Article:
“You are never too old to set another goal or to dream a new dream.” – Les Brown
One of the most important factors that defines true success is the ability to do something on a regular basis that brings you joy. While your job won’t always be interesting, and all things done with regularity become monotonous, you should strive to find what makes your heart sing about the work you do and the world in which you live.
Only if you are able to tap into what makes your heart truly sing will you be able to call yourself a success in your daily life. Don’t ask yourself what you love about your job, or even what made you first get interested in your line of work. Instead, ask yourself, what about your current role makes your heart sing.
If you don’t know how to answer that question, perhaps you should go back to step one and start excavating your foundation.
Image courtesy of Twenty20.com
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I’ve been interested in indirect climate-related datasets for a while (for instance, the Nenana Ice Classic). One that I was reminded of yesterday is the 48-year series of openings and closings of the Rideau Canal Skateway in Ottawa.
Since 1971, the National Capitol Commission (NCC) in Ottawa has (once the ice is thick enough for safe skating) methodically tried to keep the frozen canal available for ice skaters (by clearing snow, smoothing surfaces, filling cracks etc.). This is possible only if the weather permits – first by being cold enough to sufficiently freeze the ice, and second by not being warm enough to melt the ice surface as the season progresses. Apart from the first season, which was not planned ahead of time, each year since has been anticipated to start in the second half of December (or early January) and ideally extends to March.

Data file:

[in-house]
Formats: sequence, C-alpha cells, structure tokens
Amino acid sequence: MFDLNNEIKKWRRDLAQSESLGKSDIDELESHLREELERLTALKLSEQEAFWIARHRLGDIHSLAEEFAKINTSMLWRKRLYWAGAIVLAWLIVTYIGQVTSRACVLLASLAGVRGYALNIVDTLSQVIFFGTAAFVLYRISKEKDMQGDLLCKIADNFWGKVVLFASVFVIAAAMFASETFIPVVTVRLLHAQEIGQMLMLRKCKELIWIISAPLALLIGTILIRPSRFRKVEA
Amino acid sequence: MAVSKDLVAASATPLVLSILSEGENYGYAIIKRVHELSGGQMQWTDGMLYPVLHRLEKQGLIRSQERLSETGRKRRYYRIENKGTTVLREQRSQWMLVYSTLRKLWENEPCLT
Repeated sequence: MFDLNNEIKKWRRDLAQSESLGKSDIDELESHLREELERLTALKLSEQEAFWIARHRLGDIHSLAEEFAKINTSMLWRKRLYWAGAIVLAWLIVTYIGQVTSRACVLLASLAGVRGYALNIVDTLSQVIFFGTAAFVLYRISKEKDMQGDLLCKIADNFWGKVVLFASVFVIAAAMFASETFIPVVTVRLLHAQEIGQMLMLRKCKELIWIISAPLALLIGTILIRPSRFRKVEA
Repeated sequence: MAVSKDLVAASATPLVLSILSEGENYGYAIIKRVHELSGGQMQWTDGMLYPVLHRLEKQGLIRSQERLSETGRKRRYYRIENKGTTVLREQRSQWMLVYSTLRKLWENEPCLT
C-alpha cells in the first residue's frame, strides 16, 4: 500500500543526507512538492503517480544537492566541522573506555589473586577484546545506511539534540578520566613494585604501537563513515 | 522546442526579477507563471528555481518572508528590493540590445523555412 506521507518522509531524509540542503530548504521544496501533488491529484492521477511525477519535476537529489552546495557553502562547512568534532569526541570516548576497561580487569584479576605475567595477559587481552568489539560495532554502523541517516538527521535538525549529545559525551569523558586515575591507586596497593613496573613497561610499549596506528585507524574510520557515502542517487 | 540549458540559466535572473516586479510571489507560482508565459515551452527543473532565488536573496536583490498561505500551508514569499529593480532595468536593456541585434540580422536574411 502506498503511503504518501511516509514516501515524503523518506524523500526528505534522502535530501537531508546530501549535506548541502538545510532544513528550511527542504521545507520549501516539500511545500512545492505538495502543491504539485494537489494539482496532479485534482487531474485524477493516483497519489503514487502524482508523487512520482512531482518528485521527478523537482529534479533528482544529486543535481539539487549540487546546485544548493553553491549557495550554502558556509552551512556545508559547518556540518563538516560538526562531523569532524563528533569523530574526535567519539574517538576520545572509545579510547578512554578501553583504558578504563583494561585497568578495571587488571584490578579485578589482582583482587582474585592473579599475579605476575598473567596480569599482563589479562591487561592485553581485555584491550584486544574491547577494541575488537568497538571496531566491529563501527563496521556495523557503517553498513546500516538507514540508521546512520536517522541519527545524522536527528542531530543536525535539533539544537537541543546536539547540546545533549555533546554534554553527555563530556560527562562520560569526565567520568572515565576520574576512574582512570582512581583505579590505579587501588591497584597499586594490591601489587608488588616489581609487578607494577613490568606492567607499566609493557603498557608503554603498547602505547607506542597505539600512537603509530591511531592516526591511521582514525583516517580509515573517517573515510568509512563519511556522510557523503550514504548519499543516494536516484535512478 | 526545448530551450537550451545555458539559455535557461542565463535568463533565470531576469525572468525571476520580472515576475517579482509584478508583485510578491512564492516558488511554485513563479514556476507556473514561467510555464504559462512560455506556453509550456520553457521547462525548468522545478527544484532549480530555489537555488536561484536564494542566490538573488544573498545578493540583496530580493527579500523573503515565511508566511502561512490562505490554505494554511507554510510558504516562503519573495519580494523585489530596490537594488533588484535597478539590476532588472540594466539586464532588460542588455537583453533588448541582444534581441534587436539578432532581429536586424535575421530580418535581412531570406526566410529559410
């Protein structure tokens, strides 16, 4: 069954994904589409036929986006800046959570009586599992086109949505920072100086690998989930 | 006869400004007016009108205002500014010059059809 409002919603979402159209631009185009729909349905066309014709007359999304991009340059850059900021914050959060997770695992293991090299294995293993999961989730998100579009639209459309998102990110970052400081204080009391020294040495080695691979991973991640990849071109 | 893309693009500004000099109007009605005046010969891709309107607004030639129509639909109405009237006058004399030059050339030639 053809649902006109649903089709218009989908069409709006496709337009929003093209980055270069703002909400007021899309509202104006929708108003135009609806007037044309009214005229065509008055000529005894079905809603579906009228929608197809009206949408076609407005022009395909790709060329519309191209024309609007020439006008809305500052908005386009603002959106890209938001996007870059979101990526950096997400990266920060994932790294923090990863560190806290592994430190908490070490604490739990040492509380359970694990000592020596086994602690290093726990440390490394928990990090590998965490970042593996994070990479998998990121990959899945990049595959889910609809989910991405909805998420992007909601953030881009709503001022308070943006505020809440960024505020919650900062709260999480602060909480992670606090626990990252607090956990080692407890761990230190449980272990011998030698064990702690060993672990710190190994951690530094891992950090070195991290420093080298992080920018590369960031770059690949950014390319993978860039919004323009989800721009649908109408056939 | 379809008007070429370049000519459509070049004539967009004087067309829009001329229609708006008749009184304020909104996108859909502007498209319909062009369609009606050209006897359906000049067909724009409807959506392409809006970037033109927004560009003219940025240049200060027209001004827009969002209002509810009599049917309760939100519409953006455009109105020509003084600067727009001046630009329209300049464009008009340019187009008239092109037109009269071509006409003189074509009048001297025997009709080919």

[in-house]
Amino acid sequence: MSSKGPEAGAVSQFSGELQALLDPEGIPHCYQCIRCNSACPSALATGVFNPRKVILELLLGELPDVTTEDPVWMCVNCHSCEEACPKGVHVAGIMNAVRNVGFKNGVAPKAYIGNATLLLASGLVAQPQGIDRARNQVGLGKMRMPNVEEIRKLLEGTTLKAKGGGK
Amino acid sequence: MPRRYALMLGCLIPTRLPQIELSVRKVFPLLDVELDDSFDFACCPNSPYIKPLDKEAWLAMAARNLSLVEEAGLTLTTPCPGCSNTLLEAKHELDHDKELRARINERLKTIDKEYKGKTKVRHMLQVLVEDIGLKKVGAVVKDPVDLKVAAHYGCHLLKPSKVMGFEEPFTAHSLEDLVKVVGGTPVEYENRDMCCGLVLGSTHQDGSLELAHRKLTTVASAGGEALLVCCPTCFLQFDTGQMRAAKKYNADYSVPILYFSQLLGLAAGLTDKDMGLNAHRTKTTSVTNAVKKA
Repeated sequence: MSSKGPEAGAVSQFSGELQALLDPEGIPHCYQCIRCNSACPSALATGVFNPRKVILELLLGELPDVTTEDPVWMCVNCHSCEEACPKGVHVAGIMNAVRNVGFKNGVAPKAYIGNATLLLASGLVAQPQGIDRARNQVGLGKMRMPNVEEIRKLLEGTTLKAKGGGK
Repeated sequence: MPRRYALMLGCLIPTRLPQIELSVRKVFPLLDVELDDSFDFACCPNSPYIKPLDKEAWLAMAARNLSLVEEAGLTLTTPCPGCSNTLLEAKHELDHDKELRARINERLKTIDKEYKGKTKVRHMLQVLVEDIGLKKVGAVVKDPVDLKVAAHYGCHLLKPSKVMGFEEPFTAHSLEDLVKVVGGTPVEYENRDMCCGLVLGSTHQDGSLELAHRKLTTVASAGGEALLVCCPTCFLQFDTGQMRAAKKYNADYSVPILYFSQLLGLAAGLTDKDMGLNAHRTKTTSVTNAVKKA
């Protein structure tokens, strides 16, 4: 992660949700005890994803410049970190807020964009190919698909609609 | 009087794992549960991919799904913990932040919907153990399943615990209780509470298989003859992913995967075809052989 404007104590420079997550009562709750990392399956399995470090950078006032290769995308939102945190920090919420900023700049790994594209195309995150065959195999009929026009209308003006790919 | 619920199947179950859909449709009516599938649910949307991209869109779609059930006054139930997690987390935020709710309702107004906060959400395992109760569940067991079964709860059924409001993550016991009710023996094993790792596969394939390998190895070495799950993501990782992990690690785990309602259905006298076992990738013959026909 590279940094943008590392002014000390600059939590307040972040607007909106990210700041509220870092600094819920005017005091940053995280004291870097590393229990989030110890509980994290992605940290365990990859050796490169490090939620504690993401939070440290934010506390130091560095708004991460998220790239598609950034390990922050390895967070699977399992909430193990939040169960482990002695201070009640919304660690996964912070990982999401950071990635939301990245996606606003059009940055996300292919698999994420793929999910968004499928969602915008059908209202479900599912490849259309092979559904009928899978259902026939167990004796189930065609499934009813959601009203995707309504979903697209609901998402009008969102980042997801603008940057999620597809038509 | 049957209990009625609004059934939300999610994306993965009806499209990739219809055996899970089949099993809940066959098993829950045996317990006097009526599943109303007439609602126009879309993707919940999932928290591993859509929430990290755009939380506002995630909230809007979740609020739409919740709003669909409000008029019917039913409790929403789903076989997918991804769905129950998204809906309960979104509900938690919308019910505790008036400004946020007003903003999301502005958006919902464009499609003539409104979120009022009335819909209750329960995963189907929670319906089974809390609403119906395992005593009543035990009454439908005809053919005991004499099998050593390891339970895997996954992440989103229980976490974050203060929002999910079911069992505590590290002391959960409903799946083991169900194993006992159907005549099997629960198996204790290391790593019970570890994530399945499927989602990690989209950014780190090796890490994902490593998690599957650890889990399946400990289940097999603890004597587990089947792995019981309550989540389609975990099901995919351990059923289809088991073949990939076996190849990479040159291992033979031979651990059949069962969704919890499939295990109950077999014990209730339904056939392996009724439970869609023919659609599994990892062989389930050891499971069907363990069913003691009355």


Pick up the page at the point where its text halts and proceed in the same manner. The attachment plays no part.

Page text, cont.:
However, DJF temperatures in Ottawa have been rising, and so one might anticipate some trends in opening/closing dates and the length of the skating season. This year’s season (Jan 5th to Feb 21st) was shorter than the average season, but is that part of a trend?
The weather factors underlying the year-to-year variability in the season length were explored in Brammer et al (2015), and they used that to predict a slow decline in viability over time. For instance, the correlation of season length to the (negative) mean DJF temperature anomaly is over 0.4.
Oddly enough the full data set of season dates, length (since 1971) and skating days (collected since 1995) does not appear to be publically available from NCC. However, some of it is around (here and here), and so one can put together a full dataset of season lengths, skating days (since 1995), and opening/closing dates (since 2002).
Updating the Brammer et al graph to 2018 (including the record shortest season in 2016) is straightforward:
As expected, there are clear trends in season length (a reduction of ~23±11 days (95% CI) since 1972), and while there are decreases in skating days, they aren’t significant due to the too short period (similarly with the available opening/closing dates). There is of course the possibility on non-climatic artifacts. Increasing skill/experience of the Skateway managers might prolong the season, while decreasing tolerances for risk(?) might shorten it. These are issues that are hard to quantify without much greater amounts of the meta-data associated with the opening and closing.
Nevertheless, we have another independent dataset which conforms to our expectations that outdoor ice in North America is suffering.